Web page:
Three days of hell and we didn’t make it to the pantry. We threw out stuff, gave away stuff, organized stuff. We still have too much stuff and on occasion miss what we gave away: the filter for the old lemon squeezer. The teapot that we finally found the sieve for. Gone. But we learned how to organize and set up systems and, at times, when still faced by too much, I think wistfully of Susan P. Sometimes it helps to have that objective third person to direct us toward simplification and elimination.
A Providence friend looked around our New Hampshire house this past weekend. She ambivalently noted that we had managed to fit in all our stuff.
She has no idea how much we let go of.
She has no idea what’s still in the garage.
REUSING & REPURPOSING
Carl and I were exhausted by the de-cluttering and organizing process. We wanted to get on with our new, New Hampshire-centered life. And what better way to do that then to address the chicken coop situation? Chicken Paradise is disheveled. The plastic that protects the runs is ripped apart. The chicken wire is recoiling from the wooden doors. The wood is warping. And there sits the glass Bus Stop Greenhouse in the middle of the field. One plus one equals two and as we watched the dust from Susan P.’s car settle back onto the drive, it was time to build the Bus Stop Chicken Coop.
First we had to move it.
With that process checked off our To Do list, Carl spent the next week, on and off, drawing a plan for the coop that he would build inside the bus stop. Talk about wind protection! But every day, he pecked and poked, and every day, the situation felt wrong. His heart rebelled because he did not want to build a coop, only to have us determine, as we have too often in the past, that it’s not quite right. He knows how we are! He has built a battalion of coops: The Providence Hut. The Hurricane Sandy Emergency Coop. The Hay Chalet. The Chicken Palace. The Nursery. Chicken Paradise. The Road Chick Quonset Hut Coop. And various tweaks in between because every year we have to re-winterize the coop and its runs. That requires determining whether to protect the runs with ninety hay bales or wrap them with plastic. And always, it takes a full day to implement. Sometimes two. And so the very idea of spending yet more money and more time building a chicken coop? Carl didn’t like acting the part of Sisyphus.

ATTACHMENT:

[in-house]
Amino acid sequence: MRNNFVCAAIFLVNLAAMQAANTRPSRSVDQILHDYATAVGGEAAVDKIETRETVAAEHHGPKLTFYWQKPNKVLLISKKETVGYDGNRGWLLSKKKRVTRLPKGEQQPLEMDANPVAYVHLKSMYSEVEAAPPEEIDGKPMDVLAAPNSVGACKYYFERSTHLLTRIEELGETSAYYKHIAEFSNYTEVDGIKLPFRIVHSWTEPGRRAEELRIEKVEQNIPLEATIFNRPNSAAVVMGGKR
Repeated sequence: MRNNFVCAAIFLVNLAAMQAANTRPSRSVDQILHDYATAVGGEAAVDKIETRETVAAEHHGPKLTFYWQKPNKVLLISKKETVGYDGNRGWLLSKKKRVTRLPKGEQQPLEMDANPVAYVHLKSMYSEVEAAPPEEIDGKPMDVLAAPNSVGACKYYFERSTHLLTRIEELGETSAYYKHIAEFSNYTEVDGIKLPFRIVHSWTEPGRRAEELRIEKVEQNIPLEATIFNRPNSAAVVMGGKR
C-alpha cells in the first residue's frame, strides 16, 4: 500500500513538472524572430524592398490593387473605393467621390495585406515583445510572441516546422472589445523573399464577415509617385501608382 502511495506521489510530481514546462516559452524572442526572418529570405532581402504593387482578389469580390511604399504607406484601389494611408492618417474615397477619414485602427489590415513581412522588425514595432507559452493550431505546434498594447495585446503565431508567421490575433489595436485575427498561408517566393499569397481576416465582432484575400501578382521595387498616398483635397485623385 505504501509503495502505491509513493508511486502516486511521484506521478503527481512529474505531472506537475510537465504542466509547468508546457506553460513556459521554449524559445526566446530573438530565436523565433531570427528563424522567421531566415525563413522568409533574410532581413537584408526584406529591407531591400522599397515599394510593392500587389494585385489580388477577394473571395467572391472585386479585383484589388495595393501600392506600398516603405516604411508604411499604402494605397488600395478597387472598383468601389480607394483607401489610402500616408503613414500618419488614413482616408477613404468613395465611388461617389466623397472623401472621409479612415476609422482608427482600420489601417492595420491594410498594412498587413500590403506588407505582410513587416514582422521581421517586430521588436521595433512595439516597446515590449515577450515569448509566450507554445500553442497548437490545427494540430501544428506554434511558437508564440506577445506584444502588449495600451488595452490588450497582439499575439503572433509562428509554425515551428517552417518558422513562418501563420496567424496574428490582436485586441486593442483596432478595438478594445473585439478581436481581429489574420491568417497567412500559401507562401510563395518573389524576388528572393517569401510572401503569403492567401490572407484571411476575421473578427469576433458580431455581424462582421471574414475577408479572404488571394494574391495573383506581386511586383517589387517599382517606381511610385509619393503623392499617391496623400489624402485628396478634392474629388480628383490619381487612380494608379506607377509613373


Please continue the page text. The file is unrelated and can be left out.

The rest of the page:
He came up to my office and presented his dilemma. I joined him outside in the Bus Stop. The sun shone in through the thick glass. The wood foundation he had built and now sat on, proved the durability of anything we determined he would build. We went around in the circles we had circled before. Coop size. With or without doors. Predator proofing.
And maybe we should just keep the chickens where they are because they were getting a bit insistent about where our boundaries and theirs might meet, and what if we don’t like having the chickens quite so close to the house next spring? But then we remembered the uptick in drafts in the current coop. The distance of that coop from the house and the upcoming winter. Given the fifty inches of rain in Texas and the hurricanes down south, were we in for a brutally ice-y and snowy winter and shoveling the chickens out? Much easier if they are five feet away. Near is good in winter. And so back into the bus stop we went, contemplating all the wood and insulation we would have to buy, the radiant heat tubing for the floors. (Kidding!)
And then ba-da-bing! Lightning struck. I looked at the nearly defeated Carl and reminded him: REUSE! RECYCLE! REPURPOSE! Carl’s resistance to Susan P.’s lessons rose up refreshed and refurbished. Rather that buy new stuff, use the old! We would bring over the quonset hut and attach it to the bus stop. Somehow. Carl would figure it out. And what about the Providence Hut, I asked! The girls love it. It’s in the hut that the young pullets have been laying their little eggies (as we found out when we went to move it. Seven precious, wee eggs.) And maybe, just maybe, we could somehow use the old generator cover.
Carl’s mood dramatically improved, his sense of purpose returned. We dragged all the above over to the bus stop and soon enough the girls came over to join us. They hopped into the Hut as we shoved it around. Jumped into the Quonset Hut, clucking and cooing. Eventually . . . they approved. They really approved. They like this idea so much, we can hardly keep them out of the coops for long enough to reconstruct them into their new home.
It was that easy.
Would we could do the same for the sixty-three million homeless people in the world. Or is it one hundred million?
We are the fortunate ones. So are our chickens. But is gratitude enough? There must be something more to balance the grotesque evil with the gracious beauty of every day.